Reynen Court, the legal tech open platform, has today announced the completion of a Series A investment round with financing from Latham & Watkins, Clifford Chance and Prins H LLC, an affiliate of Andrew Klein, the company’s founder and CEO.
The company did not give a financial amount. Although Klein told Artificial Lawyer: ‘I can say that we are now very well funded to support a sizeable team of engineers and product managers for the next 24 months.’
(Note: see more AL discussion with Klein below, in Analysis.)
Reynen Court will use the funds to hire more engineers and product managers and also put in place experienced account and deployment managers as it prepares to launch pilots with members of the consortium of law firms backing the platform, they said.
A range of legal technology vendors covering document automation, process engineering and AI are working towards making their applications available through the Reynen Court platform, said the company.
Paul Greenwood, Chief Information Officer at Clifford Chance, and Ken Heaps, Chief Information Officer at Latham & Watkins, will join Reynen Court’s board of directors.
Klein said of the move: ‘Both of these great firms have provided incredible strategic support since our inception.’
A consortium of law firms, co-chaired by Clifford Chance and Latham & Watkins, is supporting the development and launch of the platform. Other participating firms include Paul Weiss; Covington; Cravath, Swaine & Moore; Freshfields Bruckhaus Deringer; Gibson Dunn; Linklaters; Orrick; Ropes & Gray; Skadden Arps; and White & Case.
Paul Greenwood, Chief Information Officer at Clifford Chance, added: ‘Technology is playing an increasingly important role in our drive to service our clients in a way that is ever quicker, simpler, more efficient, and more robust.’
‘As the new wave of technologies enter the legal market, we need to consider how firms and clients can access them in a secure and integrated manner. We see Reynen Court as the missing piece of this evolving and exciting puzzle and we are delighted to be supporting its progress,’ he concluded.
Artificial Lawyer finds this move fascinating. One of the challenges all legal businesses have with a lot of the new wave of tech that has emerged is the need for their input around implementation.
Firms are worried about security, about training, about APIs and a range of issues that make leveraging some AI and automation tools too much of a challenge for some lawyers and their IT teams.
Reynen’s solution to this is to put in place the infrastructure and uniform standards to make all of the above issues easy for firms to handle. One could call it a sort of ‘outsourced emerging tech operations centre‘.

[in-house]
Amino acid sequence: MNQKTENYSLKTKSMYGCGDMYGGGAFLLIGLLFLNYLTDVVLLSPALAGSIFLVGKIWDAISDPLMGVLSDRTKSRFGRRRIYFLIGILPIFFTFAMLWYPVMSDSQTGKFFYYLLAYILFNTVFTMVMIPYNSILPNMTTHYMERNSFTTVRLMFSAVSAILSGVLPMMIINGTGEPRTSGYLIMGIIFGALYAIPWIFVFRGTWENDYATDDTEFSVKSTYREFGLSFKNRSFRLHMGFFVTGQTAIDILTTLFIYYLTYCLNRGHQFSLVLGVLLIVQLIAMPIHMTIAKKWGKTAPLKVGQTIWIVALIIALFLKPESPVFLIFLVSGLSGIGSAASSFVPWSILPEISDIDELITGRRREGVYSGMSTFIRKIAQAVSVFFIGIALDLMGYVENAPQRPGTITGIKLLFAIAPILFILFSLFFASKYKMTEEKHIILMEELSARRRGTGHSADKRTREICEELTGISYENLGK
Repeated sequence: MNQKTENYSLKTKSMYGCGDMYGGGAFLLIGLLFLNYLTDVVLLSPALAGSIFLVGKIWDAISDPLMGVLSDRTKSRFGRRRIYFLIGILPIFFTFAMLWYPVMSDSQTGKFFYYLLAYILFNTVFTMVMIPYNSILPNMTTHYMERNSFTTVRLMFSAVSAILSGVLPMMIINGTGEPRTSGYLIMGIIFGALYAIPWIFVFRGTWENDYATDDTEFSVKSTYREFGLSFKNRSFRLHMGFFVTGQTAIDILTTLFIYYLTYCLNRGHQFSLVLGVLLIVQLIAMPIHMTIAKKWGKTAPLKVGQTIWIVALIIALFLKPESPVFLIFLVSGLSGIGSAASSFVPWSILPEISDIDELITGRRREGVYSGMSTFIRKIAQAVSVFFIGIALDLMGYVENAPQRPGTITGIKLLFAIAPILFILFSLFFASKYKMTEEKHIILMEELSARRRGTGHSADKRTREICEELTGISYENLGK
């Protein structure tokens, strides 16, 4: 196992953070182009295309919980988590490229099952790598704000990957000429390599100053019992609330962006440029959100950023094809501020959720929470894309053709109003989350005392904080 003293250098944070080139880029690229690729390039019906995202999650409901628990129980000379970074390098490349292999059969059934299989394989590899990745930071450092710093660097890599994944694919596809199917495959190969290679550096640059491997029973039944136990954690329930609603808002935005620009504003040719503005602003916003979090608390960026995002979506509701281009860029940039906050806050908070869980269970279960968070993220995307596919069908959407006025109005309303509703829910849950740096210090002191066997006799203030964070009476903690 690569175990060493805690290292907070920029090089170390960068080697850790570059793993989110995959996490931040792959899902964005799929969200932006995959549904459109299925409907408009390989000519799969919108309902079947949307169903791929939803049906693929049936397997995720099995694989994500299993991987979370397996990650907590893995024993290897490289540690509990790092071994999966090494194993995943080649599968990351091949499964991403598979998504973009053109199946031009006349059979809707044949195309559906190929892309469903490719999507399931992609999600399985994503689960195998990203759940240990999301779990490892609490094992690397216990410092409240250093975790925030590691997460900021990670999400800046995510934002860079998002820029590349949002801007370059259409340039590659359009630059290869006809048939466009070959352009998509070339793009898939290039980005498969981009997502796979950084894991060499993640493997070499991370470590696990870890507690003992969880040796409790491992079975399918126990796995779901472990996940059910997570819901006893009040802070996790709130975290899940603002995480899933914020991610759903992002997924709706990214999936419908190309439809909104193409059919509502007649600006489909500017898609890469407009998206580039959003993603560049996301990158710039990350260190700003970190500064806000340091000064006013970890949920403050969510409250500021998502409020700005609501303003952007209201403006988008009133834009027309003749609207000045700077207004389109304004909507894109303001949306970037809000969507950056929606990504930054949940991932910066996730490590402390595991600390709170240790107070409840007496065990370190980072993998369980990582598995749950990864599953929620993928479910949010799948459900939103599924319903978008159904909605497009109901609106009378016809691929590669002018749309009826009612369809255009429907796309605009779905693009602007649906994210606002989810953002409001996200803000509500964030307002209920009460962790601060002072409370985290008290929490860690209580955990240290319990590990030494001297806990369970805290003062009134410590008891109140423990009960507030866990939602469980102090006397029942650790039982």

Will it work? Well…..CC and Lathams believe it will. And the firms they have in the consortium are massive and top-ranked also.
Will the AI and automation companies want to play ball? Why not? Unless the arrangements with Reynen Court are too complex or expensive, then what is to lose?
And on these areas Artificial Lawyer asked Klein a few more questions:
Do the tech companies have to pay you to be on the platform?
‘No. We have two programs for vendors. “Sell With Us” and “Sell Through Us”.
The first enables vendors to be available and managed through our platform to law firms using our platform. In this model the law firms pay us and the vendors just need to go and secure contracts directly with law firms and handle their own support and services.
In the second model, we become a re-seller of the vendor application. We do sales and also support the deployments into the firms. We also provide first line support.
We get a share of revenues in this second case. Vendors can participate in either program or both programs. Law firms and vendors can always contract directly in any case.’
If they join the platform do the members of the consortium pay a ‘group price’ to use one of the tech applications?
‘No. Pricing is not different. Interesting future possibility, but not part of the day one plan.’
So, there you, straight from the boss.
P.S. it’s worth noting that CC and Lathams don’t often open their wallets to invest in anything outside their own law firms, so that alone is a major step…
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